Natural language processing, or NLP, is a huge part of search.
Google has been one of the leading innovators in the field for at least five years, making significant contributions to research in the field as they develop technologies for use in their products.
Pioneering NLP techniques is one of the many activities that keeps Google ahead of its search competitors. For SEOs and content creators working to improve different sites’ organic visibility, understanding more of what goes on beneath the surface of the world’s largest search engine is one of the best ways to gain an edge over our competitors.
In this post
- Meet BERT, the latest addition to Google Search
- How did we get here?
- What changed with BERT?
- Current NLP implications for organic search
- Can you optimise for BERT?
In this blog post, I’m going to take a dive into the current state of NLP in organic search. To understand where we are now, at the end of 2019, it’s important to get a sense of the steps taken to arrive at this point. I’ll also take a look at some of the biggest SEO implications of NLP’s current capabilities.
But first, we need to take a quick look at the recent announcement that has triggered the industry’s renewed interest in NLP.
Meet BERT, the latest addition to Google Search
In October 2019, news of further innovations in search broke once again, with Google announcing the integration of BERT with their search algorithms.
BERT – which stands for Bidirectional Encoder Representations from Transformers – has actually been around in some form since 2018. However, it has taken a little while for Google to integrate the technology with their organic search algorithms. We covered BERT’s announcement at the end of October, if you want to find out more.
Writing in a much-discussed post on BERT’s release, Google’s Pandu Nayak estimated that BERT would improve Google’s understanding of around 10% of English searches in the US. By taking a brief look at some touchpoints from the last five years of NLP development, we can start to get a sense of how Google has arrived at this point and what BERT is actually doing differently.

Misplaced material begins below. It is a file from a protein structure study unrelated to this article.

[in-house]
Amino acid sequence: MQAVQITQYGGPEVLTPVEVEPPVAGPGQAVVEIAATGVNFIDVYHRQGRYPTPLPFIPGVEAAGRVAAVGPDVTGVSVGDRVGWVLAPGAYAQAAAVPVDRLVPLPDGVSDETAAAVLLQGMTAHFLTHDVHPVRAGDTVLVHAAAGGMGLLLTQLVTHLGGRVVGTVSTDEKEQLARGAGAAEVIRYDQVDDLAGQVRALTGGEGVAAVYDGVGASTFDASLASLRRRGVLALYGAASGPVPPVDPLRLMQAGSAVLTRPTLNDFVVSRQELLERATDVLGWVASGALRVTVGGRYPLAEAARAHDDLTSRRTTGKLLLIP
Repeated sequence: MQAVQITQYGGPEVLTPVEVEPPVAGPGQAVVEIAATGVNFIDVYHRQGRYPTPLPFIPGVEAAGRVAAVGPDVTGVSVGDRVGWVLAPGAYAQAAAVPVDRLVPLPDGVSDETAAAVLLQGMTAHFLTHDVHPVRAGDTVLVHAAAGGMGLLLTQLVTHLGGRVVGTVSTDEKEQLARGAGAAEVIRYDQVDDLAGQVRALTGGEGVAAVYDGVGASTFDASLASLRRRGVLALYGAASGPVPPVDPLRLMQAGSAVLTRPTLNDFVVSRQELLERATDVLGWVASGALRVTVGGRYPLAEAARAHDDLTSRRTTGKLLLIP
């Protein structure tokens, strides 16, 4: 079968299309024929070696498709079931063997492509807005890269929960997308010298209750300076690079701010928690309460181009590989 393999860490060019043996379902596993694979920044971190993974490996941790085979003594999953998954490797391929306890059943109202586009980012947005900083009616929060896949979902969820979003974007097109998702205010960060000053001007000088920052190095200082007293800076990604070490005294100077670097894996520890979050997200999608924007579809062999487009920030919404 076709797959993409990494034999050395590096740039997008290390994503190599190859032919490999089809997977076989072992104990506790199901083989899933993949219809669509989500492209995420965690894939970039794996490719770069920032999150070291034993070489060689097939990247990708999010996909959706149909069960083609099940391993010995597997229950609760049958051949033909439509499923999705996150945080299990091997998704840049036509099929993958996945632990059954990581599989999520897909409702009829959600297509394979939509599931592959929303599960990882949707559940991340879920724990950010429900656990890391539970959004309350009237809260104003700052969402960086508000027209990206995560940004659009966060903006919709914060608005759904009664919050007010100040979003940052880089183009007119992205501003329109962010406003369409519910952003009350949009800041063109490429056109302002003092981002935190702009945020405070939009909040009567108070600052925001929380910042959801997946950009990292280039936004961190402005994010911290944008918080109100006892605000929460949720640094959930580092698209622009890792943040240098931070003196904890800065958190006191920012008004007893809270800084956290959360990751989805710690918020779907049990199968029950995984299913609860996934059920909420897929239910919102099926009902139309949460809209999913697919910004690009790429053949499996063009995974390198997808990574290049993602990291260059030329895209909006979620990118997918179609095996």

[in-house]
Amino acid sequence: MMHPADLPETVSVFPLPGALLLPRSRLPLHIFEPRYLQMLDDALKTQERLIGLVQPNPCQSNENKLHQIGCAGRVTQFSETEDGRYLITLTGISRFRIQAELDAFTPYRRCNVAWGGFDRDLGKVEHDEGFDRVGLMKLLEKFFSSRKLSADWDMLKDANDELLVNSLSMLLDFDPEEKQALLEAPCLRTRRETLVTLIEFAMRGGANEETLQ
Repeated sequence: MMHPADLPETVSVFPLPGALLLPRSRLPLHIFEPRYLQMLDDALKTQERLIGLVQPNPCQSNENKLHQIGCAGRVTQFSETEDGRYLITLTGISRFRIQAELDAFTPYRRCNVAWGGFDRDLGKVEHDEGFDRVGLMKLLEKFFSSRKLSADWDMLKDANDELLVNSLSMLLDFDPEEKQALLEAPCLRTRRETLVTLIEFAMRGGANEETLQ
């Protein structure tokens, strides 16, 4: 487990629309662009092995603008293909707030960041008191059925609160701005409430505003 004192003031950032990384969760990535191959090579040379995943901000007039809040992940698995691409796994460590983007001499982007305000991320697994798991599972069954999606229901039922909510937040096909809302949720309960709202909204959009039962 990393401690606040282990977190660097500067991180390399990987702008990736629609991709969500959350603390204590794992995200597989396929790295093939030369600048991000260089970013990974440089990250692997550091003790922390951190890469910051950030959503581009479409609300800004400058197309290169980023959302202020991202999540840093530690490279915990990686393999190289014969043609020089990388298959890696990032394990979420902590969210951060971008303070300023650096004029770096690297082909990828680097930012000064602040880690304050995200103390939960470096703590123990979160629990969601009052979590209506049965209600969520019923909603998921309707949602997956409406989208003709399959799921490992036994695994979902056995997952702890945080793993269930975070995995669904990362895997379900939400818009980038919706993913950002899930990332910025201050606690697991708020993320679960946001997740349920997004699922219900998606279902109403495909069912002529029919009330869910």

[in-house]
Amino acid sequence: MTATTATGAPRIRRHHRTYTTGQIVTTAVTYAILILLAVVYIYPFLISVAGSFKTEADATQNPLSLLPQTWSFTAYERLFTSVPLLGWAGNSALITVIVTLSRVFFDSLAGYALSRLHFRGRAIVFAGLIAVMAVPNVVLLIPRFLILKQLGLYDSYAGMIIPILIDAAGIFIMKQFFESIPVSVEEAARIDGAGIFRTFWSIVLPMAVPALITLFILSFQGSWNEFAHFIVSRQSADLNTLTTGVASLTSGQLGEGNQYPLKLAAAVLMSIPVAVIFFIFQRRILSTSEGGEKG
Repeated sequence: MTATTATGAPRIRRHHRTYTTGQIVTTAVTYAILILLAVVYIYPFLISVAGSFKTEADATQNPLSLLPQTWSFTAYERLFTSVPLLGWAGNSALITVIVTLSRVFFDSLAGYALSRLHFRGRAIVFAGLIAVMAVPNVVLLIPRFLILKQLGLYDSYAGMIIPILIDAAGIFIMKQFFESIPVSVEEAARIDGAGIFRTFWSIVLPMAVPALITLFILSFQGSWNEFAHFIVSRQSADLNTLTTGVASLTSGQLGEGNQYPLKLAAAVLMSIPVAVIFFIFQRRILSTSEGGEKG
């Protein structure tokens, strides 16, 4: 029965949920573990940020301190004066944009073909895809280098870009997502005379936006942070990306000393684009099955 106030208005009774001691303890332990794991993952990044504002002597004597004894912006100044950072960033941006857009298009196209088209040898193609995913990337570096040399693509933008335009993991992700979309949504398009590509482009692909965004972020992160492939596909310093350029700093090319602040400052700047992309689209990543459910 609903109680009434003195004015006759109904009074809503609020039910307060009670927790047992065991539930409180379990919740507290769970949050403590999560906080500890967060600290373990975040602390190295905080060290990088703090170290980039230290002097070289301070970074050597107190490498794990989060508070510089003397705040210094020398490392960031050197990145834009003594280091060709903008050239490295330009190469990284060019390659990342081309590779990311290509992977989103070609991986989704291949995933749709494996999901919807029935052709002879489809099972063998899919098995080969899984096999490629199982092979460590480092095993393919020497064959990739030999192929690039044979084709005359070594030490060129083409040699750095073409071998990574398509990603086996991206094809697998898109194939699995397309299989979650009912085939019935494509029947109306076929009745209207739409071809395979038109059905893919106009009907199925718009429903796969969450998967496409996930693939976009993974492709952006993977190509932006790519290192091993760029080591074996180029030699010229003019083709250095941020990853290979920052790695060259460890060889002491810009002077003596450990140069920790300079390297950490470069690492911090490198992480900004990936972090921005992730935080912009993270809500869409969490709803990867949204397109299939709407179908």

How did we get here?
2014 – Entity work by Dunietz & Gillick
In 2014, Jesse Dunietz and Dan Gillick – both employed by Google at the time – released a paper about using AI to predict the most important entities in news articles. Their entity salience research demonstrated a powerful application of natural language processors, using them to automate the process of understanding which named things in a document are more important than others.
If nothing else, Dunietz and Gillick’s work demonstrates the scope of Google’s ambition. They pioneered an application of NLP with clear usefulness for search results that has been built upon since by later innovations in natural language technology. Entity salience predictions now take into account all entities, not just named people, and make use of both better entity databases and improved text comprehension.
2016 – RankBrain and word vectors
Moz’s Dr Pete Meyers covered RankBrain and word vectors in a 2016 article that single-handedly inspired my love of content in SEO. The article is a fantastic read if you want to understand the last big iteration of Google’s NLP capabilities in search.
Pre-BERT, Google relied on vectors to understand the meaning of a word. Vectors encode mathematical relationships between words. They help machines to understand that ‘run’ and ‘ran’ have the same relationship as ‘turn’ and ‘turned,’ for example.
Word vectors enabled RankBrain – a significant AI component in Google’s algorithms – to understand words with a similar meaning, giving the search engine a better understanding of whole topic areas, as opposed to single keywords.
A limitation of word vectors is that they are context-free, as acknowledged by Google in their recent writing on NLP. For example, it is difficult for a word vector model to understand that ‘bank’ could mean both a financial institution and the edge of a river. Later innovations sought to fix this shortcoming.
2017 – Transformers and self-attention
Google’s development of the Transformer in 2017 remains one of the biggest leaps forward in NLP technology in recent years. Transformers are based on self-attention mechanisms, a kind of architecture that allows the relationships between words in a sentence to be mapped onto one another.
Transformers gave natural language processors the ability to take whole sentences into account when attempting to understand single words.